The Painter of Divinity
It is hard to believe that the people of Kashmir, who could have built such magnificent temples at Martand and Avantipur, could have lagged behind in the art of painting. But there exists some good work of pictorial art in Kashmir. Possibly, the cruel hands of Nature and Man destroyed it.
At present there are some talented Kashmiri painters who fill up this unfortunate deficiency very well. Among them are two artists, one male and another female – Shree Ghulam Rasul Santosh and Ms Kishori Kaul.
Ghulam Rasul Santosh
Santosh was born in Srinagar, Kashmir in 1929. He took to many devotions-painting, weaving, papier-mache and then to kashmiri poetry. For two years 1954-56, he went to Baroda University on the Government of India Cultural Scholarship to study under Prof. N.N Bendra. He was awarded Padma Shree in 1977 and then in 1978 he published a selection of poems in Kashmiri.
He exhibited his paintings in India and abroad. From 1963-66 he gave exhibitions of his paintings in New York, Kabul, Tel Aviv, Los Angeles. In 1950 he had participated in a group exhibition of Indian artists in Eastern Europe. In 1959 he went to Canada, Zurich, Atlanta, Japan, South Florida, New Orleans, San Francisco, Honolulu, Hong Kong, Morte, Singapore, Cannes (France), Bulgaria, Germany and many other foreign countries.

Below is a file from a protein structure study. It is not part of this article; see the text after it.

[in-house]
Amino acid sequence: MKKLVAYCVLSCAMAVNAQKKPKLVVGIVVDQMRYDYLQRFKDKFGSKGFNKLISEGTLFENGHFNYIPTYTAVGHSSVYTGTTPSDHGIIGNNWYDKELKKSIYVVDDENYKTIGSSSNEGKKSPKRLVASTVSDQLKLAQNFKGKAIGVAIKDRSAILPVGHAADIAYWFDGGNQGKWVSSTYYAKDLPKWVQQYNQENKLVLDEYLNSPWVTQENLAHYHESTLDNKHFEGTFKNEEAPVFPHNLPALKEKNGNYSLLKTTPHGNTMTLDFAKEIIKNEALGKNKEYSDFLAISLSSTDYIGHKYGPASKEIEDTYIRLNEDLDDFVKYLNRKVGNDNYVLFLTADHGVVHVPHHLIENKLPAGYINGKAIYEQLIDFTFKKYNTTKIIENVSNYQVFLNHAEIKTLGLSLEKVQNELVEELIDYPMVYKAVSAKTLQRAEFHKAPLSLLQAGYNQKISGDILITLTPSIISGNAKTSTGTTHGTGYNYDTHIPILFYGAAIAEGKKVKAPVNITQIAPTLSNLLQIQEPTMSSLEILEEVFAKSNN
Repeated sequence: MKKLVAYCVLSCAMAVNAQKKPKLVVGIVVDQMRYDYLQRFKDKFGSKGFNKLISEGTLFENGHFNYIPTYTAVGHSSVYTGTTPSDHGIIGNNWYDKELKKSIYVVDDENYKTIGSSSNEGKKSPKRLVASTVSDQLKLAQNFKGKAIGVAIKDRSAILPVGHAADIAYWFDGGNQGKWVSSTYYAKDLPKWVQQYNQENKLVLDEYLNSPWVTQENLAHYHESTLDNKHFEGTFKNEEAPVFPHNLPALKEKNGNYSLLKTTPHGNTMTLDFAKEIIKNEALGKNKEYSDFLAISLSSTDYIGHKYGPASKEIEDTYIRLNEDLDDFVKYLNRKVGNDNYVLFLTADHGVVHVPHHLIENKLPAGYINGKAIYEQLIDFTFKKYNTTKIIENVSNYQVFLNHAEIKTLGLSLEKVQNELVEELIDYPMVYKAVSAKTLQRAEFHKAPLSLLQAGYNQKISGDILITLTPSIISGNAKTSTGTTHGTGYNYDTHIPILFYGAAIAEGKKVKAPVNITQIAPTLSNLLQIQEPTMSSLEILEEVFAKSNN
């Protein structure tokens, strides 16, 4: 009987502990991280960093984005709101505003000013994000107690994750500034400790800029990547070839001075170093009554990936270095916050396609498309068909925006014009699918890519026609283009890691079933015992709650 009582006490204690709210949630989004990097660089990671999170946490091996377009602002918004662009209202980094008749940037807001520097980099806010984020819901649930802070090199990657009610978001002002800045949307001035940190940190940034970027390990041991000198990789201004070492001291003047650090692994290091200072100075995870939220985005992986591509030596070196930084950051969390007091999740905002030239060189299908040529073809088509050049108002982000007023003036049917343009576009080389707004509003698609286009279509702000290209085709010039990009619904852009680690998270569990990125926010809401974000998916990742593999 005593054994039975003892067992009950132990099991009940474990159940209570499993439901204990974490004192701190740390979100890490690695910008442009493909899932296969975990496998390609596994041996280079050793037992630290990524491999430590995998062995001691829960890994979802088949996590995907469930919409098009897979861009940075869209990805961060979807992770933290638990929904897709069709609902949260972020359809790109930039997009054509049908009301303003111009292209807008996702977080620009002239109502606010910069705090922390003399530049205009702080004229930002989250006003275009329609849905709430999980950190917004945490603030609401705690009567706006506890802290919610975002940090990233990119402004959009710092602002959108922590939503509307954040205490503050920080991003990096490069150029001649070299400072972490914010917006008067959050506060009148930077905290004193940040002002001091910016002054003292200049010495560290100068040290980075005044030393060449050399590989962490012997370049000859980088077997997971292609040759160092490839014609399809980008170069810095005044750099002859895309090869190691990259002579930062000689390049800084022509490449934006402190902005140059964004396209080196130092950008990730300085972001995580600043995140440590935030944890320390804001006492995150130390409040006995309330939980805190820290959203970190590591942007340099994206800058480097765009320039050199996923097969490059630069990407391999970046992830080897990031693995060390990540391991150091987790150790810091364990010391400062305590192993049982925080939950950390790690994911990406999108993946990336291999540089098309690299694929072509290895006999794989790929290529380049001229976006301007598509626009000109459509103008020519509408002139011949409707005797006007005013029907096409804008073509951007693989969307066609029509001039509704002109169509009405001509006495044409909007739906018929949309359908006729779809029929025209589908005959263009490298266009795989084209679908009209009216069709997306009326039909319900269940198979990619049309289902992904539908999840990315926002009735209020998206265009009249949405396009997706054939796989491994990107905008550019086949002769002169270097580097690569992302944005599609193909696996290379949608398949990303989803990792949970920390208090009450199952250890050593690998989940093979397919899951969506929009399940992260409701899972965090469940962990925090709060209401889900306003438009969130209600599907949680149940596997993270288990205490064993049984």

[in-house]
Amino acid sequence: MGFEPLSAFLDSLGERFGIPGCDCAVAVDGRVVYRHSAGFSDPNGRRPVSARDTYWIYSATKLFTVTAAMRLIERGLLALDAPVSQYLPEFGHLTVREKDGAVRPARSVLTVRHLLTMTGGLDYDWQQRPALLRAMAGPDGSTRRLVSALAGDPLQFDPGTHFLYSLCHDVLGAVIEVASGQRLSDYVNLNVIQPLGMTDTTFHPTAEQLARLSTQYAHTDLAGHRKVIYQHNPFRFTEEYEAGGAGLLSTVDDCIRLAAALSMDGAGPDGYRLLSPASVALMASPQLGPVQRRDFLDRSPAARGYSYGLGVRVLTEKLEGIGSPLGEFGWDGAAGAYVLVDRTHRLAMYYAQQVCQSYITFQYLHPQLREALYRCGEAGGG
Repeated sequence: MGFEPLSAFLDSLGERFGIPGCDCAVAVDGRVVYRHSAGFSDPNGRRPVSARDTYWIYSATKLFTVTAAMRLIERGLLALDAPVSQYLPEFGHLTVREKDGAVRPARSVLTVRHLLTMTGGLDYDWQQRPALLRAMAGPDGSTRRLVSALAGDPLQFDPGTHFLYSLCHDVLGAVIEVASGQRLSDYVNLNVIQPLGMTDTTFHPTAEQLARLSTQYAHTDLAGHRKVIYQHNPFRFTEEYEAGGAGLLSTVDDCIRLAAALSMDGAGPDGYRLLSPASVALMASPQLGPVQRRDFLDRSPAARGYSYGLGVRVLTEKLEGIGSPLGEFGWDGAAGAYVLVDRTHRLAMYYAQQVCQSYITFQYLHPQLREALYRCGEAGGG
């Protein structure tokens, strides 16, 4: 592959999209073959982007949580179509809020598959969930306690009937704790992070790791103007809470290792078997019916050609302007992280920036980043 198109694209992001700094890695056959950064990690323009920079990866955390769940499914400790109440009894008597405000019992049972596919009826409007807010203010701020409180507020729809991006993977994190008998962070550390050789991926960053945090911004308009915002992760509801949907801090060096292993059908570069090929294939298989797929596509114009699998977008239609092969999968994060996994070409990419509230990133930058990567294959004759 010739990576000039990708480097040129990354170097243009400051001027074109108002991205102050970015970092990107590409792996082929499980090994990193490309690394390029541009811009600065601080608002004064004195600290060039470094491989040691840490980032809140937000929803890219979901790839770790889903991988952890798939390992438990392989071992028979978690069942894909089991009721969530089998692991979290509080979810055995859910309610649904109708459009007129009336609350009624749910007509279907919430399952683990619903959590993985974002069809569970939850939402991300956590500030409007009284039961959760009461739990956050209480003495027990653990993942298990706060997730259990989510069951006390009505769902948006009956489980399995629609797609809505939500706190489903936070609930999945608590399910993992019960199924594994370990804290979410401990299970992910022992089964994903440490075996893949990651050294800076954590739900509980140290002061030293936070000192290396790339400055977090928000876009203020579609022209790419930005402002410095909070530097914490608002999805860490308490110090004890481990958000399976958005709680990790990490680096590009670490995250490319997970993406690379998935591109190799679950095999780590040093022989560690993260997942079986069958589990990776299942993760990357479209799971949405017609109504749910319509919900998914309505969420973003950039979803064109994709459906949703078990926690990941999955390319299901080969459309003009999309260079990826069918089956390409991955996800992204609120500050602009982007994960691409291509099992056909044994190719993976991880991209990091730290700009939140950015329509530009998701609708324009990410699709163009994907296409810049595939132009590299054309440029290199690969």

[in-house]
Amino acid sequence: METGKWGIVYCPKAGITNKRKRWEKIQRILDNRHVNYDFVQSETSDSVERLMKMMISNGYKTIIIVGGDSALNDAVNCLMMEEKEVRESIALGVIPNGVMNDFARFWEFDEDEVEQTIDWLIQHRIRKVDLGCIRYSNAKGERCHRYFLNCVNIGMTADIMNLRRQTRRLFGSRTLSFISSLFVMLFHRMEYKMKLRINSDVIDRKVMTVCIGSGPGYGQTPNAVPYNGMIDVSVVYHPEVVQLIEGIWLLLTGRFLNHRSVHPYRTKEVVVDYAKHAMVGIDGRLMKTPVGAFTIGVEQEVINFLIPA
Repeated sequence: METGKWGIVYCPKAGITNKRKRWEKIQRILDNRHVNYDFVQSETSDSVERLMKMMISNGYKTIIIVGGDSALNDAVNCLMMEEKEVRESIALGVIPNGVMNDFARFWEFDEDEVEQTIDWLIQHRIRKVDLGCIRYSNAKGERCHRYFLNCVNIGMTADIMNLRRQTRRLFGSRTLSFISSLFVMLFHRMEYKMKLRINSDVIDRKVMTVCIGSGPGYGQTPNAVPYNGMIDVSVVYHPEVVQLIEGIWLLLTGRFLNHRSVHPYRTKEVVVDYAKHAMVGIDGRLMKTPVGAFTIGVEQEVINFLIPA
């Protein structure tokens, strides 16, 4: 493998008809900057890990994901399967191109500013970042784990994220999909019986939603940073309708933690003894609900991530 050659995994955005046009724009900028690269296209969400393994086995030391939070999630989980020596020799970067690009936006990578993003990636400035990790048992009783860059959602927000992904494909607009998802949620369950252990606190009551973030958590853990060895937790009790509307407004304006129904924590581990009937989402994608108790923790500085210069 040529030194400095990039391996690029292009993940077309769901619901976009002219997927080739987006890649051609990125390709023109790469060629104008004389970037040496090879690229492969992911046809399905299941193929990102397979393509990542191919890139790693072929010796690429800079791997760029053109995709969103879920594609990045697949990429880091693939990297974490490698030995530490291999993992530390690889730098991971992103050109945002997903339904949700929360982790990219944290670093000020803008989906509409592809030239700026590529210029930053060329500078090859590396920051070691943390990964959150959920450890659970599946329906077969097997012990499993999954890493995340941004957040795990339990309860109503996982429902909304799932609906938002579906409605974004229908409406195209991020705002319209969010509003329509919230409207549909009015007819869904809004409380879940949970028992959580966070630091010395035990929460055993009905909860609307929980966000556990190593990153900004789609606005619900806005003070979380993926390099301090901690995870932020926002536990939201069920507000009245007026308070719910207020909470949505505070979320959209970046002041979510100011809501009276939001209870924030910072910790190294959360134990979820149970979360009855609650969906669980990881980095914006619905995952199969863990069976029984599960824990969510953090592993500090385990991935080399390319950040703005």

In India he gave exhibitions in Kumar Gallery, New Delhi, Calcutta, Chemould Art Gallery, Bombay; Kanika Chemould, New Delhi; Pundole Art Gallery, Bombay; Bistidari, New Delhi; Portrait show, Gallery Chankaya; and in other galleries at different places.
Ghulam Rasul Santosh’s painting
Courtesy: Koshur Samachar (URL)
Ghulam Rasul Santosh, no doubt, was moulded by Western ideals in some subtle and direct manner, for art of painting in Kashmir had no moorings. This was in the beginning of his career. In the Amar Mahal Museum is one such painting in which Santosh has depicted Mona Lisa emanating from the creative brain of Leonardo da Vinci. The idea, undoubtedly, is a good one and the colouring superb like that of the original Mona Lisa but he could not imitate the figure of the original Lisa. Santosh also painted certain Kashmiri scenery in something resembling the Impressionistic style.